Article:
Lynda Manstrom, December 2, 2007 (view all comments by Lynda Manstrom)
A chilling read for anyone who's ever wondered what leads a child to massacre their schoolmates. We like the safety of thinking that it was something in their upbringing, maybe abusive or neglectful parents. But what about a child who came from a happy family with loving parents and what, from all outward appearances, should have been an idyllic childhood? Told from the perspective of Kevin's mother in letters to her now-estranged husband, she relives and recounts the years from the time they met through present-day visits with Kevin in prison.
Near the end of the book, Shriver brings in a stunning and unexpected twist that chilled me to the bone. Not for the weak of heart, this one stays with you.
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hollyamber, September 28, 2006 (view all comments by hollyamber)
Shriver's work is dark, engrossing, and utterly gripping. It is a brilliant work shoing an insight into a teenager's mind that one must question how did she get so close?
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by Suzy Hansen, Salon.com,
"[W]hile Shriver attacks the phenomenon [of teenaged killers] with unflagging gusto (she heavily researched the real-life school murders of the late 1990s), she isn't preoccupied with figuring out what motivates these young men, nor does she ruminate on how a vapid American society creates adolescent monsters. Thank God for that — what we get instead is a much more interesting, thoughtful, and surprisingly credible, thriller....While the plot — that a woman's uneasy confusion about motherhood could create a killer — is over-the-top...the grandiosity of it allows Shriver ample room to explore Eva's deepest, darkest feelings about her son. It's only when Eva has lost everything that she can admit her ugliest thoughts."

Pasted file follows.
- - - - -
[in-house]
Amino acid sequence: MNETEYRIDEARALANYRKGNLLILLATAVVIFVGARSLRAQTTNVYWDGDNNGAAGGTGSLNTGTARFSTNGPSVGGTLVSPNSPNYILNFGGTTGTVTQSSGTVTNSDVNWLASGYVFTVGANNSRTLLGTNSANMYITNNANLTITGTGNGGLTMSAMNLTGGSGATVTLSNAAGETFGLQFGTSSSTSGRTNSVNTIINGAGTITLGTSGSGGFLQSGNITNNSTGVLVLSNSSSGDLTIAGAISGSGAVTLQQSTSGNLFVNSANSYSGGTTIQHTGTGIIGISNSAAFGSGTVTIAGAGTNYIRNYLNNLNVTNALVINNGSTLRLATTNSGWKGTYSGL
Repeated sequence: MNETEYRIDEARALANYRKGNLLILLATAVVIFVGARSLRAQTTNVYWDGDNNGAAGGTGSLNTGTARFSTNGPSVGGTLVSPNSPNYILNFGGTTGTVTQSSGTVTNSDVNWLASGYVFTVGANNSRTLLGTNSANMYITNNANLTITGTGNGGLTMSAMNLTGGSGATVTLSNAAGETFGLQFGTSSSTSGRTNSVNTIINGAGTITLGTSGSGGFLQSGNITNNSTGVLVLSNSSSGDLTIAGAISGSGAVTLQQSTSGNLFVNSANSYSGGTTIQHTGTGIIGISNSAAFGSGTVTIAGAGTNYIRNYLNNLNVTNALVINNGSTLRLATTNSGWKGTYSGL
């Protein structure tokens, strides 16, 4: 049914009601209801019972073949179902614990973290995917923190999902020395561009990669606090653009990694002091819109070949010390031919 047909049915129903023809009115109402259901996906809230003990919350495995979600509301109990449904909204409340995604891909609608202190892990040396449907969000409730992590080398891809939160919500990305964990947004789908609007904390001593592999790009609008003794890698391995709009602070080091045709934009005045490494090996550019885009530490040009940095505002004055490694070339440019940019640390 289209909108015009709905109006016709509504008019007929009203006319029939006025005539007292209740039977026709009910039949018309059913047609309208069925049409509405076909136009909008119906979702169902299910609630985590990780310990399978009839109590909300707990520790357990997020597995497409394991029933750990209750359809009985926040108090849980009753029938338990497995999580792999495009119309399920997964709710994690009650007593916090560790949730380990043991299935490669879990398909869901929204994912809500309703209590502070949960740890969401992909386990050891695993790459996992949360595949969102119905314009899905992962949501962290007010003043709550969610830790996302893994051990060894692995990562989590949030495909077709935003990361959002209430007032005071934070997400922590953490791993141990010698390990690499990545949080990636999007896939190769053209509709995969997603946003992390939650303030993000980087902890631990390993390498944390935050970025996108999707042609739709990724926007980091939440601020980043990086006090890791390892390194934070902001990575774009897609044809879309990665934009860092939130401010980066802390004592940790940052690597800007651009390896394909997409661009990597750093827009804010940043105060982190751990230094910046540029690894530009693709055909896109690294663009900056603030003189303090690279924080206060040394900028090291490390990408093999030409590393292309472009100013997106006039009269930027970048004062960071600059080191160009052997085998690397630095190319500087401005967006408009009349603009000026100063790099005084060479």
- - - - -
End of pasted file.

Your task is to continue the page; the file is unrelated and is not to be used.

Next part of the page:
by Cleveland Plain Dealer,
"[A] slow, magnetic descent into hell that is as fascinating as it is disturbing....And despite an unsympathetic portrait of Kevin, when at the novel's end Eva declares she loves her son, you not only believe her but you understand why."
by Library Journal,
"The timely topic...is sure to guarantee lots of attention, but the compelling writing is what will keep readers engaged....Through Eva's voice, Shriver offers a complex look at the factors that go into a parent-child relationship and at what point, if any, a parent can decide if a child is a hopeless case."
by Deborah Donovan, Booklist (Starred Review),
"In crisply crafted sentences that cut to the bone of her feelings about motherhood, career, family, and what it is about American culture that produces child killers, Shriver yanks the reader back and forth between blame and empathy, retribution and forgiveness."
by Publishers Weekly,
"A number of fictional attempts have been made to portray what might lead a teenager to kill a number of schoolmates or teachers, Columbine style, but Shriver's is the most triumphantly accomplished by far....It's a harrowing, psychologically astute, sometimes even darkly humorous novel."
This is heavy material, but Ms. Shriver tackles it with admirable panache.
by Harper Collins,
In this gripping novel of motherhood gone awry, Lionel Shriver approaches the tragedy of a high-school massacre from the point of view of the killer's mother.In letters written to the boy's father, mother Eva probes the upbringing of this more-than-difficult child and reveals herself to have been the reluctant mother of an unsavory son. As the schisms in her family unfold, we draw closer to an unexpected climax that holds breathtaking surprises and its own hard-won redemption. In Eva, Shriver has created a narrator who is touching, sad, funny, and reflective. A spellbinding read, We Need to Talk About Kevin is as original as it is timely.
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